('Bring down the birds' - Herbie Hancock)
Portishead - 'Sour Times'
('Danube Incident' - Lalo Schifrin)
Dr Dre - 'The next episode'
('The edge' - David mcCallum)
Even new generation hardware effortlessly combines multi-sampling with synthesis. It's cross compatible and fully integrated with its virtual cousins. Yep, life's pretty good these days and it's set to get better and better. So is there a downside to all this? Well, yes. There's always a downside. For a start, software is prone to piracy. Software producers will become more and more reluctant to invest years of development into products that are immediately cloned. The process of registration will become more and more complex and may eventually only be available to a select few. Manufacturers may become reluctant to offer more cross compatibility thinking that a closed format is less attractive to the pirates. And what about creativity? With excessively large libraries and infinite possibilities, a modern day producer may find themselves drowning in possibilities. Or even worse, unable to break free from the world of unlimited choice. Only able to produce work that is ultimately governed by the imagination of the software manufacturers. Yep, it's a far cry from the distant dream of the early Futurists at the beginning of our journey and a Brave New World of possibility and choice at the end. And in between? Well, there are countless people who have given a lifetimes dedication to investigating, improving and hopefully enjoying something they truly believe in. The Art Of Sampling.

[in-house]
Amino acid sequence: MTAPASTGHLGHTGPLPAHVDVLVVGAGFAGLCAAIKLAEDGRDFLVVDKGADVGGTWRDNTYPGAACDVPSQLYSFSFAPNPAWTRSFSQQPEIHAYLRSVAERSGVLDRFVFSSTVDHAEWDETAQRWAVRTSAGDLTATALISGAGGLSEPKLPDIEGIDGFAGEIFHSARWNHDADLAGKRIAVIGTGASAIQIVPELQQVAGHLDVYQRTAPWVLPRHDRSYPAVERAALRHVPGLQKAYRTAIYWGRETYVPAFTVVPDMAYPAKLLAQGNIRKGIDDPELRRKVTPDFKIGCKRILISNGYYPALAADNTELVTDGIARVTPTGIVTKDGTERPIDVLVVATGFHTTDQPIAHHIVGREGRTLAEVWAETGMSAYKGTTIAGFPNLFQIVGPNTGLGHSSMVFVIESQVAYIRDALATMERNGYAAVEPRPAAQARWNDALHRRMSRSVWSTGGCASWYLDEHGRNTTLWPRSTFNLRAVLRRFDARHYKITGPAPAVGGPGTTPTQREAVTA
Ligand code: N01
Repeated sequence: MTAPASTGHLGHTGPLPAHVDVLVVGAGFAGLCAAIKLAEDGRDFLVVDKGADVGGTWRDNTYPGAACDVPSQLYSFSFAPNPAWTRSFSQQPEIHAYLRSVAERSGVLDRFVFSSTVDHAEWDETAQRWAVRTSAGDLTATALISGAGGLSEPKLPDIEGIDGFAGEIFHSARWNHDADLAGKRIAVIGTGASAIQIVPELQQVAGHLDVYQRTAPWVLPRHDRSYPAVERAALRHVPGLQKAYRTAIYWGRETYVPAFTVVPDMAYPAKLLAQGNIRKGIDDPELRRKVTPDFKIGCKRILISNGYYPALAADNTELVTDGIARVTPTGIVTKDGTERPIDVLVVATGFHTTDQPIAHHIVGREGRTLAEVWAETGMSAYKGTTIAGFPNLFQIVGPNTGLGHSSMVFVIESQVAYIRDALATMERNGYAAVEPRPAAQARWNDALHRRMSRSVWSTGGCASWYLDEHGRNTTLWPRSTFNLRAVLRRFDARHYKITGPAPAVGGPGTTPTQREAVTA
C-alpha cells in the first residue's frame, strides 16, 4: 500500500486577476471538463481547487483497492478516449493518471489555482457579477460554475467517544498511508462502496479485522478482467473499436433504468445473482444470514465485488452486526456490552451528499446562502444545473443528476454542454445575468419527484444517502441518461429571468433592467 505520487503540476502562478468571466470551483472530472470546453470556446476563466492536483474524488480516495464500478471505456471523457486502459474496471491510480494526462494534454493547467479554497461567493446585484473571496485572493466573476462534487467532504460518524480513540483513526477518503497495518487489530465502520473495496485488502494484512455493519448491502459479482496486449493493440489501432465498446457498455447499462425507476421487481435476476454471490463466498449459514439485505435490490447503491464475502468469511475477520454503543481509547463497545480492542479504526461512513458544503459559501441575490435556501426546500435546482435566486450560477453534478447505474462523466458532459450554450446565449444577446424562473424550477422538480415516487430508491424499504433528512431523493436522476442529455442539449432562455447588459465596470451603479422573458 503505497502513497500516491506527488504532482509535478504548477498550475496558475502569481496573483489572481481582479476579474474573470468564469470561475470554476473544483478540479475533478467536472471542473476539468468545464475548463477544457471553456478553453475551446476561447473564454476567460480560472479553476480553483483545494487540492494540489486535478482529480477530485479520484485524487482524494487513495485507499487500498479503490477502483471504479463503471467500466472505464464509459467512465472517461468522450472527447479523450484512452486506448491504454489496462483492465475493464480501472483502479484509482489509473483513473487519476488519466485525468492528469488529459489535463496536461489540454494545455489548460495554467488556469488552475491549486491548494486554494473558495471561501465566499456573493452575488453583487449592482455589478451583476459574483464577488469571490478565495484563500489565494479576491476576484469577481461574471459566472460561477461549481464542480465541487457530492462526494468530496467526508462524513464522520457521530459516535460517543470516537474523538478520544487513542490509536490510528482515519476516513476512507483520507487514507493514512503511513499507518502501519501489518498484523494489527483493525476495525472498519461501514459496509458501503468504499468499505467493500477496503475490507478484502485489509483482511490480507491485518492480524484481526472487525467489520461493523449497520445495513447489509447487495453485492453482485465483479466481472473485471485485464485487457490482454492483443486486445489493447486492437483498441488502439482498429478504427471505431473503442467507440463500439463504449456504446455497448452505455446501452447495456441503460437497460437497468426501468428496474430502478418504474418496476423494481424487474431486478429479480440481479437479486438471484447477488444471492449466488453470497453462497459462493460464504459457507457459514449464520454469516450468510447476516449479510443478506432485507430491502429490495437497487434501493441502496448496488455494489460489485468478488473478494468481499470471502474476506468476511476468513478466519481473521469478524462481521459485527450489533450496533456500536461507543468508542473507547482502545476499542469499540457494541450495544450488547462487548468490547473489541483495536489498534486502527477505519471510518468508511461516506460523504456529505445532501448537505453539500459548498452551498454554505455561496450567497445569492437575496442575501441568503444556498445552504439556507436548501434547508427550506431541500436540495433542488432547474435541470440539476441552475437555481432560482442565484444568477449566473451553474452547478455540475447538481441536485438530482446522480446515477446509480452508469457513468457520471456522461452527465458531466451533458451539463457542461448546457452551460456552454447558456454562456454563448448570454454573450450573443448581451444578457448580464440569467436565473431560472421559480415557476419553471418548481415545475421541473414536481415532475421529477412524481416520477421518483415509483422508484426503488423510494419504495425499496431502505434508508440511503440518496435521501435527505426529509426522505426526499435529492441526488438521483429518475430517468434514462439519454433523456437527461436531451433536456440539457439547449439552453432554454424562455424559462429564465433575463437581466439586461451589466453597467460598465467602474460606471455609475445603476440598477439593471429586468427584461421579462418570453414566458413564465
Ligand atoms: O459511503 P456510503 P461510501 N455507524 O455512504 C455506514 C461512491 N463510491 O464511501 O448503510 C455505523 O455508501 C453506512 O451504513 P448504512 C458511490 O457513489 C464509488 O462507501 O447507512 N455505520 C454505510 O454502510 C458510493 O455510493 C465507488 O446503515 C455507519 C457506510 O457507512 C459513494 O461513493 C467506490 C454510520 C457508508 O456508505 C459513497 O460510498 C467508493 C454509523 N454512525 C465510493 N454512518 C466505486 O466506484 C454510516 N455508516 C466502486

• The Art Of Sampling: Part 1
  • The Art Of Sampling: Part 2